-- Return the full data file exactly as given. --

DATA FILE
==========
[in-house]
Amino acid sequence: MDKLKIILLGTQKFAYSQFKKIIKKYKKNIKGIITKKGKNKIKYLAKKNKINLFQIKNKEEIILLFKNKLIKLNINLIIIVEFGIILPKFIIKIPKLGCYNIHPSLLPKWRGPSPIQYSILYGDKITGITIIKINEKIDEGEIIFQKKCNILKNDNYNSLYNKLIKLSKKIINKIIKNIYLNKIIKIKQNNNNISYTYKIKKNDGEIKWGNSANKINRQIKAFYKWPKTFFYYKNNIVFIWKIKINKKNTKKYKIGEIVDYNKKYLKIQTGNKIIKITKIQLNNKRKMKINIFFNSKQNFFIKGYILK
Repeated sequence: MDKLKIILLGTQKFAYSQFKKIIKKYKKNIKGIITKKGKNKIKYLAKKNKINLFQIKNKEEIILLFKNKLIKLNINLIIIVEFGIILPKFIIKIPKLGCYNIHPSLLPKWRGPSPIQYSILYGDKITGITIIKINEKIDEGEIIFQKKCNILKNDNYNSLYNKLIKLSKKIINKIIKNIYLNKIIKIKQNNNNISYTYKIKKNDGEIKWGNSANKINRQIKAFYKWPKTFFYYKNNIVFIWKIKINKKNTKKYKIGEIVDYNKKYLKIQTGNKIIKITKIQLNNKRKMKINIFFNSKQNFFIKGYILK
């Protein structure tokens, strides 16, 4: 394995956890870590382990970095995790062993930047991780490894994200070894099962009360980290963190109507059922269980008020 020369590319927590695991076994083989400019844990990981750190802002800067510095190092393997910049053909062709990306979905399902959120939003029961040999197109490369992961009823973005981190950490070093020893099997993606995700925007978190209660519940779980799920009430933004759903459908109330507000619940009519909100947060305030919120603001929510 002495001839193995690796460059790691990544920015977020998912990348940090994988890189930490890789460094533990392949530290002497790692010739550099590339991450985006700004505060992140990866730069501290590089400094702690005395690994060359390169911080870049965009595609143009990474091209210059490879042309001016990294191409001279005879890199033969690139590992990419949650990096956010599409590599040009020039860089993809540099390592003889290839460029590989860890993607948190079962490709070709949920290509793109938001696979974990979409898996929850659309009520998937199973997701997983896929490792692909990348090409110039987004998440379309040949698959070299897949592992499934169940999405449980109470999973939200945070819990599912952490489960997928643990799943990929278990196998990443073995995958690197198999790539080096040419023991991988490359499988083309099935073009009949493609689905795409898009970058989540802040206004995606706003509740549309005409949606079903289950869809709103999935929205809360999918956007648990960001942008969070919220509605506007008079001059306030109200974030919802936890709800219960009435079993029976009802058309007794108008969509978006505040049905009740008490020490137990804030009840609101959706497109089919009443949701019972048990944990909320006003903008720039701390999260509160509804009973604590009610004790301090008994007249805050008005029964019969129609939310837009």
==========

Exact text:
[in-house]
Amino acid sequence: MDKLKIILLGTQKFAYSQFKKIIKKYKKNIKGIITKKGKNKIKYLAKKNKINLFQIKNKEEIILLFKNKLIKLNINLIIIVEFGIILPKFIIKIPKLGCYNIHPSLLPKWRGPSPIQYSILYGDKITGITIIKINEKIDEGEIIFQKKCNILKNDNYNSLYNKLIKLSKKIINKIIKNIYLNKIIKIKQNNNNISYTYKIKKNDGEIKWGNSANKINRQIKAFYKWPKTFFYYKNNIVFIWKIKINKKNTKKYKIGEIVDYNKKYLKIQTGNKIIKITKIQLNNKRKMKINIFFNSKQNFFIKGYILK
Repeated sequence: MDKLKIILLGTQKFAYSQFKKIIKKYKKNIKGIITKKGKNKIKYLAKKNKINLFQIKNKEEIILLFKNKLIKLNINLIIIVEFGIILPKFIIKIPKLGCYNIHPSLLPKWRGPSPIQYSILYGDKITGITIIKINEKIDEGEIIFQKKCNILKNDNYNSLYNKLIKLSKKIINKIIKNIYLNKIIKIKQNNNNISYTYKIKKNDGEIKWGNSANKINRQIKAFYKWPKTFFYYKNNIVFIWKIKINKKNTKKYKIGEIVDYNKKYLKIQTGNKIIKITKIQLNNKRKMKINIFFNSKQNFFIKGYILK
């Protein structure tokens, strides 16, 4: 394995956890870590382990970095995790062993930047991780490894994200070894099962009360980290963190109507059922269980008020 020369590319927590695991076994083989400019844990990981750190802002800067510095190092393997910049053909062709990306979905399902959120939003029961040999197109490369992961009823973005981190950490070093020893099997993606995700925007978190209660519940779980799920009430933004759903459908109330507000619940009519909100947060305030919120603001929510 002495001839193995690796460059790691990544920015977020998912990348940090994988890189930490890789460094533990392949530290002497790692010739550099590339991450985006700004505060992140990866730069501290590089400094702690005395690994060359390169911080870049965009595609143009990474091209210059490879042309001016990294191409001279005879890199033969690139590992990419949650990096956010599409590599040009020039860089993809540099390592003889290839460029590989860890993607948190079962490709070709949920290509793109938001696979974990979409898996929850659309009520998937199973997701997983896929490792692909990348090409110039987004998440379309040949698959070299897949592992499934169940999405449980109470999973939200945070819990599912952490489960997928643990799943990929278990196998990443073995995958690197198999790539080096040419023991991988490359499988083309099935073009009949493609689905795409898009970058989540802040206004995606706003509740549309005409949606079903289950869809709103999935929205809360999918956007648990960001942008969070919220509605506007008079001059306030109200974030919802936890709800219960009435079993029976009802058309007794108008969509978006505040049905009740008490020490137990804030009840609101959706497109089919009443949701019972048990944990909320006003903008720039701390999260509160509804009973604590009610004790301090008994007249805050008005029964019969129609939310837009």